Bill Brown grew up in West Tennessee ten miles from the Mississippi River. He is the author of eight poetry collections and a creative-writing textbook. Formerly the director of the writing program at Hume-Fogg Academic High School in Nashville, he was named a Distinguished Teacher in the Arts in 1995 by the National Foundation for Advancement in the Arts and the 2011 Writer of the Year by the Tennessee Writers Alliance.
As you start to walk out on the way, the way appears…
The path that led to your childhood creek
was always new. A rabbit, a tortoise, a ribbon snake—
your direction altered by wonder.
There was no test on where you ended up.
It wasn’t about how to climb a tree,
but which tree looked lonely without you—
the maple with fall red leaves,
the natural ladder of magnolia limbs,
the creek birch where hummingbirds waited.
The child inside amazed, unstructured time
a blessing—you’re lost already if you
always know your destination. Pick a day
when rain dots a window, clouds hug treetops,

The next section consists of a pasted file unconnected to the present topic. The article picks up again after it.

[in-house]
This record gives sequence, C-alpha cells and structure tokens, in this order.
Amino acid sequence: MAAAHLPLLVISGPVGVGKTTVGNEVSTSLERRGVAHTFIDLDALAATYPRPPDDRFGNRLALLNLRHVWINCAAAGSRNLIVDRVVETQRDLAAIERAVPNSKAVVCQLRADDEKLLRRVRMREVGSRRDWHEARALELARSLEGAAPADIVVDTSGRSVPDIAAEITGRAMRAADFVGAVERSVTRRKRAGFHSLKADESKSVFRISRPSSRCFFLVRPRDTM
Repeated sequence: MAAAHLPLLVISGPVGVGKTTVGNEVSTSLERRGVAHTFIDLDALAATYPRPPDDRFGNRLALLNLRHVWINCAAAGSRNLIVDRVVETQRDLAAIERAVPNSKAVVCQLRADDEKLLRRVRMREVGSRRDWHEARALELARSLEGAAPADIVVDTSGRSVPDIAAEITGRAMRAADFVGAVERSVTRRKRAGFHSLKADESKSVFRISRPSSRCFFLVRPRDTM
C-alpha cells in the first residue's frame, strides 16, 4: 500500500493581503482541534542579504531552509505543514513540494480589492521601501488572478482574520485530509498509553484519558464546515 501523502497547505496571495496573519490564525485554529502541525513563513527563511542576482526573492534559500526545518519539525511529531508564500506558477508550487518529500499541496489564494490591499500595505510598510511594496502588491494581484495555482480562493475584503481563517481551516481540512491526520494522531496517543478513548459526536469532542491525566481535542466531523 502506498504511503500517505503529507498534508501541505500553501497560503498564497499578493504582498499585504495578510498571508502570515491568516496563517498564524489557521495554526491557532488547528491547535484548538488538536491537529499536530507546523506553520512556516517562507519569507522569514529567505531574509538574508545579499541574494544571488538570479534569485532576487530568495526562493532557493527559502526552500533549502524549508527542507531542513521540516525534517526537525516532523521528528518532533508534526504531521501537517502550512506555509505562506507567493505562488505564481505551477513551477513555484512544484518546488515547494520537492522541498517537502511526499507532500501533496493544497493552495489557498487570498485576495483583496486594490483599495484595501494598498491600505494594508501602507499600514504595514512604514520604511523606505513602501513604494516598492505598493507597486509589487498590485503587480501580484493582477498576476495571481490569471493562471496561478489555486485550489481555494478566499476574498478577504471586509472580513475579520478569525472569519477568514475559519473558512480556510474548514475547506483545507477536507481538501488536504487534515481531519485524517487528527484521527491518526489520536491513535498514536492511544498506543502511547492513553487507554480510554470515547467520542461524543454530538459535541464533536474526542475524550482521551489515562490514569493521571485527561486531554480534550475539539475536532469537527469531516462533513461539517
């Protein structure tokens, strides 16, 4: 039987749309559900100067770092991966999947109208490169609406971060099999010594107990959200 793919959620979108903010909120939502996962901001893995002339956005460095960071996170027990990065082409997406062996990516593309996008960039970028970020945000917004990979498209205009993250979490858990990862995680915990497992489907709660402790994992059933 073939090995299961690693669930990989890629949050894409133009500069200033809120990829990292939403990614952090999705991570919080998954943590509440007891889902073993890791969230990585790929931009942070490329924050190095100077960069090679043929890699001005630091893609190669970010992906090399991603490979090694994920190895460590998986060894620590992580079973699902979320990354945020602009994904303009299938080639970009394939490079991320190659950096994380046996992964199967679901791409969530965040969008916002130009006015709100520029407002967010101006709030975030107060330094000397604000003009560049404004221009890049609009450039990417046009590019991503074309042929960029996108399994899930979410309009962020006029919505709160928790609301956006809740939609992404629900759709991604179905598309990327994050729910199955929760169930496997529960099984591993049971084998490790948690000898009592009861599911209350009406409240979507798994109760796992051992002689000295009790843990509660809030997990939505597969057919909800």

a day when you’d like to carry a blanket
over your shoulders like a boy playing Superman.
Let the cat out, let yourself out, time doesn’t wait
like a set clock. Bless the porch rocker that rocks
empty in a storm. Bless the armrests that invite
small hands to grip cracked paint, bless the worn
and faded, how comfort comes with old things.
Bless a journey without legs; no need to stand
when eyes walk the forest edge. Bless shadows
trees make when sunlight breaks through
rain clouds. Bless the small accidents of the world—
the barn mow hole weathered into a crooked smile.
Bless the barred owl that lives in the rafters,
and the nightly journey of hunger and death
when its way appears.
Copyright (c) 2014 by Bill Brown. All rights reserved. “The Way” was originally published in Tar River Poetry and will appear in Brown’s forthcoming collection, Elemental, which is due in September 2014. Bill Brown will give a free public reading on May 22, 2014, at 7 p.m. in the Fondren Building at the Scarritt-Bennett Center in Nashville.